How Do Tectonic Plates Move?


Tectonic plates move because mantle rocks near the radioactive core are heated and the warmer rocks rise while the cooler rocks sink creating slow, vertical currents within the mantle. This movement of warmer and cooler mantle rocks, in turn, creates pockets of circulation within the mantle called convection cells. The circulation of these convection cells could very well be the driving force behind the movement of tectonic plates over the athenosphere.
Q&A Related to "How Do Tectonic Plates Move"
The big main cause is convection currents, circular cycles of hot magma in the earth's mantle. The magma heats up and rises to the surface of the earths crust at a. divergent boundary
Plate movements occur because the layer of Earth directly below the lithosphere, the asthenosphere, is hot enough, and under enough lithostatic pressure to prevent its melting, that
They are what make volcanos and earthquakes- when they rub together they make An earthquake and earthquakes form volcanos by pushing up against each other, leading the lava from the
The movement of tectonic plates is controlled by convective currents within the Earth's mantle.
4 Additional Answers
Tectonic plates move due to intense heat in the earth's core. The immense heat causes the molten rock in the mantle layer to move. It moves in a pattern called a convection cell that forms when warm material rises, cools, and eventually sink down.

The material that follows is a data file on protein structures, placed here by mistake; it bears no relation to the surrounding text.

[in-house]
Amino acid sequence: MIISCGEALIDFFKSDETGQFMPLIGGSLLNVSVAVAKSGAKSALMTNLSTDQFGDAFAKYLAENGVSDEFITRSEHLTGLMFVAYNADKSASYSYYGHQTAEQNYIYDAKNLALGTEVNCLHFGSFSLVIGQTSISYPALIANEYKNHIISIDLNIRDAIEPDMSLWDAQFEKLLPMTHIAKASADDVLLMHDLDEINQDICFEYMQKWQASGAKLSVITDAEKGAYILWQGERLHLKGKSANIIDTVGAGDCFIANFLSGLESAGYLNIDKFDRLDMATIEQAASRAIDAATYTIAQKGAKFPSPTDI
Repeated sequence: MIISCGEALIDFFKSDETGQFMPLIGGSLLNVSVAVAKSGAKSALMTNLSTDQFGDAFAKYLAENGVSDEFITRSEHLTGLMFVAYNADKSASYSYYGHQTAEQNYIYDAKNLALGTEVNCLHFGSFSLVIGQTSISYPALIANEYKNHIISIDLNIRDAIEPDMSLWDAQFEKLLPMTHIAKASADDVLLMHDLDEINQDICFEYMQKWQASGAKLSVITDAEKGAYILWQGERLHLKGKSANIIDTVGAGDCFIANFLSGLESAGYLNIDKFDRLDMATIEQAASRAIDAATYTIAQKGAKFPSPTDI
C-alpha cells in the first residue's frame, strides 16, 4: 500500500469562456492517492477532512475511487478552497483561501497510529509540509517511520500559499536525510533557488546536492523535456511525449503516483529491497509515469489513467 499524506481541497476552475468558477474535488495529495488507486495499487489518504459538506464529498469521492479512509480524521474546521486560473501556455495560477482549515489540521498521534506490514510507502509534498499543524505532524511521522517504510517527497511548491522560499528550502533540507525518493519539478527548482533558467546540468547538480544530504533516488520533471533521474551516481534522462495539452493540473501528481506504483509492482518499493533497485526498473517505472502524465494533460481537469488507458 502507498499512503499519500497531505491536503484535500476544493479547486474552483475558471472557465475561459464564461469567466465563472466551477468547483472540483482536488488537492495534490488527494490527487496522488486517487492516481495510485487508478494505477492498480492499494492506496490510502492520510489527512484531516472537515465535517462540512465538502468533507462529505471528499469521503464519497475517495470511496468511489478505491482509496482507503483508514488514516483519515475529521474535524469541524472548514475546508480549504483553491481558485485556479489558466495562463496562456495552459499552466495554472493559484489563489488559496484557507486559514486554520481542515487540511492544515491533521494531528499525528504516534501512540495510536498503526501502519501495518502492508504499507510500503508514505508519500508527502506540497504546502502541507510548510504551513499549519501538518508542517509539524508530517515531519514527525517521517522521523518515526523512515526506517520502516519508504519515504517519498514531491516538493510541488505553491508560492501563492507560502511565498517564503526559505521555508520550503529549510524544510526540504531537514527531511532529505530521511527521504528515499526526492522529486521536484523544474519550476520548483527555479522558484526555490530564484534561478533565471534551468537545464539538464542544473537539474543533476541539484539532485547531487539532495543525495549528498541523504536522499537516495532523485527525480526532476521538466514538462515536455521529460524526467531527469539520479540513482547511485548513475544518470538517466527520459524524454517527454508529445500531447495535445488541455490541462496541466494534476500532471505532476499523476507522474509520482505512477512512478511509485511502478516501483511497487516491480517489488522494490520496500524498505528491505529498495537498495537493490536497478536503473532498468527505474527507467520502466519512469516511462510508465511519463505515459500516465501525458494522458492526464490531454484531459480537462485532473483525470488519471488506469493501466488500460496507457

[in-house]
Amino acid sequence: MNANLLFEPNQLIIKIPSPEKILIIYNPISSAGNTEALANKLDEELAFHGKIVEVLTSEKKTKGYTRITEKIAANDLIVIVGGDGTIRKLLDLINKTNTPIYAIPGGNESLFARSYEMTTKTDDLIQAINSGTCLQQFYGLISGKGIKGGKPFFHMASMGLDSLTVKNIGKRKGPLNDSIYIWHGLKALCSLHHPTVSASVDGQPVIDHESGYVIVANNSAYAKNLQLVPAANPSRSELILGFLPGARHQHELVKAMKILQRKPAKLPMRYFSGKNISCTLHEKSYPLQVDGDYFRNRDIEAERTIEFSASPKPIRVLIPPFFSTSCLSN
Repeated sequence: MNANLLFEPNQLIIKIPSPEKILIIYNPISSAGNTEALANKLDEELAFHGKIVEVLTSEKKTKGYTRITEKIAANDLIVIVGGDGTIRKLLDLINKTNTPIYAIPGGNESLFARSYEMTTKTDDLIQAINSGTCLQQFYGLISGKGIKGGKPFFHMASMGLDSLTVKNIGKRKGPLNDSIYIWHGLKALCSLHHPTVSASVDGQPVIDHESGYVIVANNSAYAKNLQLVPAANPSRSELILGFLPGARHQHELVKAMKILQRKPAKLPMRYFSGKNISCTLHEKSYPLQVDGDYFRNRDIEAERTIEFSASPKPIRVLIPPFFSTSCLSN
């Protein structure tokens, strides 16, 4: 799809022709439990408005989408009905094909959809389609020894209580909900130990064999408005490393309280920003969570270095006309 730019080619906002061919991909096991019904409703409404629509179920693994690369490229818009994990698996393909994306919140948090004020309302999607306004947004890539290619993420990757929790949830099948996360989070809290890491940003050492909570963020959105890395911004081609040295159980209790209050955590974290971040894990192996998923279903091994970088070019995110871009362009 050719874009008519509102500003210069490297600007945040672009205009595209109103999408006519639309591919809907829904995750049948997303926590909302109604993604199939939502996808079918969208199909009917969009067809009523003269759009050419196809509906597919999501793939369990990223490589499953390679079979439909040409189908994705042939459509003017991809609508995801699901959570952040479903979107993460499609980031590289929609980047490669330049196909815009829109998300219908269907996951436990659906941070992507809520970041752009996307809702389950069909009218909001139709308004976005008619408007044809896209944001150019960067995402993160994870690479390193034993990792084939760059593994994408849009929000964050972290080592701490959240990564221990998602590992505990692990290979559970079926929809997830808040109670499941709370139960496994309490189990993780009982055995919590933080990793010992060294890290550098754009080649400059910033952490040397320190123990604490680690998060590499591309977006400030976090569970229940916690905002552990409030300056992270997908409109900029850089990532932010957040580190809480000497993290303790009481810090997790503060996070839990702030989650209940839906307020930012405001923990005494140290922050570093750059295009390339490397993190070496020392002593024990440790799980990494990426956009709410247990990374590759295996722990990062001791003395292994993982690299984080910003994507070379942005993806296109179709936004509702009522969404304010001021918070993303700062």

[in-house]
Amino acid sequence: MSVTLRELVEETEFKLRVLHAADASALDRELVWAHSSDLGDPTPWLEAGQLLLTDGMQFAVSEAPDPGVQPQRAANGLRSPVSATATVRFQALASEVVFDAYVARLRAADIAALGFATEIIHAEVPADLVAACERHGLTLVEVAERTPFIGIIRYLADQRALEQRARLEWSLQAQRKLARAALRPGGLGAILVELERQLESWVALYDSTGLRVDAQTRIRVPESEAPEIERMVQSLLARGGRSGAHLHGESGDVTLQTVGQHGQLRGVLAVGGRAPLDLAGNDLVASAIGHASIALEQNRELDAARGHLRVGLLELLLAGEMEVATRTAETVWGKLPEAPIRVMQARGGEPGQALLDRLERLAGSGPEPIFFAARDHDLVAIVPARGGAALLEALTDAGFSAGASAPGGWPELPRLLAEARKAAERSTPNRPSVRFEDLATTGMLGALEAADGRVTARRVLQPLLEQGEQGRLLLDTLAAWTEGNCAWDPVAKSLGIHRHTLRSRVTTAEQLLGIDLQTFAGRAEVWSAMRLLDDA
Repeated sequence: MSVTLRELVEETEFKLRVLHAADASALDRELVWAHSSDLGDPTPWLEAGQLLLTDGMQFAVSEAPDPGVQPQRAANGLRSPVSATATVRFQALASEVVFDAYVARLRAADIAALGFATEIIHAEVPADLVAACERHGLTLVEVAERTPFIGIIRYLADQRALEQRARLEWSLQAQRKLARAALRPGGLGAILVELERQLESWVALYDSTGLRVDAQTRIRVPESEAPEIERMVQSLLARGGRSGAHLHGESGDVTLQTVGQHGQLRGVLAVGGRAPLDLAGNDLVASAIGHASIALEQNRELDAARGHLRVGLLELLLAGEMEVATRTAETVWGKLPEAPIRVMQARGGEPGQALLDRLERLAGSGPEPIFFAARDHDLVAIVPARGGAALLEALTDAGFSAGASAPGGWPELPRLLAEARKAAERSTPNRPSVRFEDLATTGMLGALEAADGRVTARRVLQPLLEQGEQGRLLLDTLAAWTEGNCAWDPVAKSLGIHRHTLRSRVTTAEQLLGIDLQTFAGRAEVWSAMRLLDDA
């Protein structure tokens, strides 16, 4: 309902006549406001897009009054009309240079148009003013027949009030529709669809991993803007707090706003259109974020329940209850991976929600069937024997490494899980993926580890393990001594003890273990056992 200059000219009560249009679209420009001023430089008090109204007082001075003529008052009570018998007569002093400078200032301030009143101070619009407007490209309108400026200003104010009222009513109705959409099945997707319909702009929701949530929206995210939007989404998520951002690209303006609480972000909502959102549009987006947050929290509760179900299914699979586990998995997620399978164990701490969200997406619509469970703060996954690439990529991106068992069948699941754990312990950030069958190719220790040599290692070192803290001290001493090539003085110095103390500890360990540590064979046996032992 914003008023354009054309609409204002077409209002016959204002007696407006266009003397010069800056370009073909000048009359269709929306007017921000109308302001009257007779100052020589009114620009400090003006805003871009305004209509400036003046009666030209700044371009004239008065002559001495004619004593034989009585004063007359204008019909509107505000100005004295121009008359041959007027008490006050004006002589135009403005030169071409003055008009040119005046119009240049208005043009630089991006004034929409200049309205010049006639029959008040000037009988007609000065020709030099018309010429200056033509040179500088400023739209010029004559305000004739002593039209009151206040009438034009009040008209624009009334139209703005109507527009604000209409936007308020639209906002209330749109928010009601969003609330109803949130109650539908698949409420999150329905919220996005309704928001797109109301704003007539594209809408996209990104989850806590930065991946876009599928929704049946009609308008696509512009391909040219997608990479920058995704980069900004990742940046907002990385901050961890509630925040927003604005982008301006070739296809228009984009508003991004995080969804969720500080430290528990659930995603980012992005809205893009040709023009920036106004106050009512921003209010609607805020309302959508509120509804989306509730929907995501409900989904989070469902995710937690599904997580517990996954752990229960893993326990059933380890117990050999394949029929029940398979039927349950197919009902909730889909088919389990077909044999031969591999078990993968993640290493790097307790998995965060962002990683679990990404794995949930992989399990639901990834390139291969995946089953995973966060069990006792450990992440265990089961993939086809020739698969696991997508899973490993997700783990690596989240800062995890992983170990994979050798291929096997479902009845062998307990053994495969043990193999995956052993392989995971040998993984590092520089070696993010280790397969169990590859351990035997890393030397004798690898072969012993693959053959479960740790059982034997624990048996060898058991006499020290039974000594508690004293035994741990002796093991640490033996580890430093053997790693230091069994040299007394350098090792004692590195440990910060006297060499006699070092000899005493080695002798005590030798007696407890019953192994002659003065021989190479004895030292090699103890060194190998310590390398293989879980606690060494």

Tectonic plates move because they are floating on liquid mantel which moves due to convectional currents. The plates change in direction of movement; they may come together or move apart. Landforms may be formed in this movements.
Tectonic plates move as a result of the effect of several forces, including gravity, Earth's rotation and heat convection. The denser, more fluid layers beneath the earth are moved by these forces, and they in turn change the positions of the plates.
Tectonic plates can move in three different ways. When the plates move past each other travelling in opposite directions we call it transform boundary. When the plates move away from each other it is called divergent boundary, and when the plates move toward each other and because of this one slides under the other, it is called convergent boundary.
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